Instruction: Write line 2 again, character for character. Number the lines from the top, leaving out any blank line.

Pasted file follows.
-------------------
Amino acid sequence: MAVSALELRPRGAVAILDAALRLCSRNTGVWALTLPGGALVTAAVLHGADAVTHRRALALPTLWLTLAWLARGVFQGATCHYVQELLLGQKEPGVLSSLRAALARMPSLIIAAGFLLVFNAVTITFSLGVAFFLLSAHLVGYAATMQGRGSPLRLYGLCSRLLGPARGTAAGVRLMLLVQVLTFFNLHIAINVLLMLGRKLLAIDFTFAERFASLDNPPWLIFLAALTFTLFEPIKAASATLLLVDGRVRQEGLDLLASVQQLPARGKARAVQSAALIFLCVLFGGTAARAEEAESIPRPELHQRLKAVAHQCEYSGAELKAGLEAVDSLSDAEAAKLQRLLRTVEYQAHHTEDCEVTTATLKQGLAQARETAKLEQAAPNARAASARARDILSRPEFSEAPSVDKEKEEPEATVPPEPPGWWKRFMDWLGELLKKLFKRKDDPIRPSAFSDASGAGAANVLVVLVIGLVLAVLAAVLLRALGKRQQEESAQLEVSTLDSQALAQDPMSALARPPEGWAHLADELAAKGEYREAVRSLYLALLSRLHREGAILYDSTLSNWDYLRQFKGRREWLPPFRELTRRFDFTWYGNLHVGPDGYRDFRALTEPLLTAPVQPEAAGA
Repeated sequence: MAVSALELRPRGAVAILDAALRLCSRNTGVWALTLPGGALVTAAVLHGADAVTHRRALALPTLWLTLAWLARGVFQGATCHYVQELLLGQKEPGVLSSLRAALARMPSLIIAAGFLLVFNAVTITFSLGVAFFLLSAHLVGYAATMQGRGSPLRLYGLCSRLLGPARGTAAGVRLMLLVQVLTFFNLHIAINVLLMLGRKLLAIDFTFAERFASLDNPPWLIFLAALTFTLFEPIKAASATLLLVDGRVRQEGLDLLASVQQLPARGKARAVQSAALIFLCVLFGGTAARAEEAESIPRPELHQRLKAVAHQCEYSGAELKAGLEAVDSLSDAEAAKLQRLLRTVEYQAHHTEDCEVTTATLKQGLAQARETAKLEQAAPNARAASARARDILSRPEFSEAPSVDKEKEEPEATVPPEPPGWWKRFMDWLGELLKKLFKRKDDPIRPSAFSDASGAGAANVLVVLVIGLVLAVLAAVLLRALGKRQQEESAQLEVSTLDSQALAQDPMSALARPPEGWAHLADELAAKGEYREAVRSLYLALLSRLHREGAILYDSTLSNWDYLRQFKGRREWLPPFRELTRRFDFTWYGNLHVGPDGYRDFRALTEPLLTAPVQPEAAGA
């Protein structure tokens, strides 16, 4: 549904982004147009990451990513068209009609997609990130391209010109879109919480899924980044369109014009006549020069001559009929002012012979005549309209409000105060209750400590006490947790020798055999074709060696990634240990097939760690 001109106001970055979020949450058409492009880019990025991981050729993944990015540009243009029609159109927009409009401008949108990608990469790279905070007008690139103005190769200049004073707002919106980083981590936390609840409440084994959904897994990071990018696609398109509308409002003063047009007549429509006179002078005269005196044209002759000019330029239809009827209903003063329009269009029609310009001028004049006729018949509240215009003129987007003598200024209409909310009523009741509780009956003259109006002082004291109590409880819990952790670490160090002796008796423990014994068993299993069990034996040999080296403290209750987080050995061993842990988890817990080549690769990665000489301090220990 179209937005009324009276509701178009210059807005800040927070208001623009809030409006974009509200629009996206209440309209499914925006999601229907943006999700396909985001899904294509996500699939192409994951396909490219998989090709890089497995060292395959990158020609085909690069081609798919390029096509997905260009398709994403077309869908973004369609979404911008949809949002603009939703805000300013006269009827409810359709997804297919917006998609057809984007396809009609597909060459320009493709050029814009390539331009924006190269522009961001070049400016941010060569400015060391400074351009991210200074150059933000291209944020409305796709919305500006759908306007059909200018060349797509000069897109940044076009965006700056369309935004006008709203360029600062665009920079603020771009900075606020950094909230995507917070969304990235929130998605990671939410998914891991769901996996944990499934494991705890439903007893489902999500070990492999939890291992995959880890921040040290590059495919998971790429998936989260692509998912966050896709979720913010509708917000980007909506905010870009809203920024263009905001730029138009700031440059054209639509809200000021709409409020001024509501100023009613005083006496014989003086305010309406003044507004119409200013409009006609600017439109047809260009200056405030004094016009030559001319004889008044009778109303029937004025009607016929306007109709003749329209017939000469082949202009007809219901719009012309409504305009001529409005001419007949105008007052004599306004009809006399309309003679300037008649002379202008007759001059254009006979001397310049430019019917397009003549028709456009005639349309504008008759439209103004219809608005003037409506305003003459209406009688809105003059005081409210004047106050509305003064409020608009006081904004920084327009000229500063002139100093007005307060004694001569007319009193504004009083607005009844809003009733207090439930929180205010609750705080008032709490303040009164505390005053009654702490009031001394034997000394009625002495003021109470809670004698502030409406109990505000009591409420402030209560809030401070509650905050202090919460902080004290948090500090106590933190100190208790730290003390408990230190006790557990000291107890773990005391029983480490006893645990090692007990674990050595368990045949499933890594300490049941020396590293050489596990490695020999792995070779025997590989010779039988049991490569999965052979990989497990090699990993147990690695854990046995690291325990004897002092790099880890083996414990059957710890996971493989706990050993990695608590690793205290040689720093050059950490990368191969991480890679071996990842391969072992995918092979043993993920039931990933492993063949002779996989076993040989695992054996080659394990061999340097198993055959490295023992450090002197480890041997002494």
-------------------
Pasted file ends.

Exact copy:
Repeated sequence: MAVSALELRPRGAVAILDAALRLCSRNTGVWALTLPGGALVTAAVLHGADAVTHRRALALPTLWLTLAWLARGVFQGATCHYVQELLLGQKEPGVLSSLRAALARMPSLIIAAGFLLVFNAVTITFSLGVAFFLLSAHLVGYAATMQGRGSPLRLYGLCSRLLGPARGTAAGVRLMLLVQVLTFFNLHIAINVLLMLGRKLLAIDFTFAERFASLDNPPWLIFLAALTFTLFEPIKAASATLLLVDGRVRQEGLDLLASVQQLPARGKARAVQSAALIFLCVLFGGTAARAEEAESIPRPELHQRLKAVAHQCEYSGAELKAGLEAVDSLSDAEAAKLQRLLRTVEYQAHHTEDCEVTTATLKQGLAQARETAKLEQAAPNARAASARARDILSRPEFSEAPSVDKEKEEPEATVPPEPPGWWKRFMDWLGELLKKLFKRKDDPIRPSAFSDASGAGAANVLVVLVIGLVLAVLAAVLLRALGKRQQEESAQLEVSTLDSQALAQDPMSALARPPEGWAHLADELAAKGEYREAVRSLYLALLSRLHREGAILYDSTLSNWDYLRQFKGRREWLPPFRELTRRFDFTWYGNLHVGPDGYRDFRALTEPLLTAPVQPEAAGA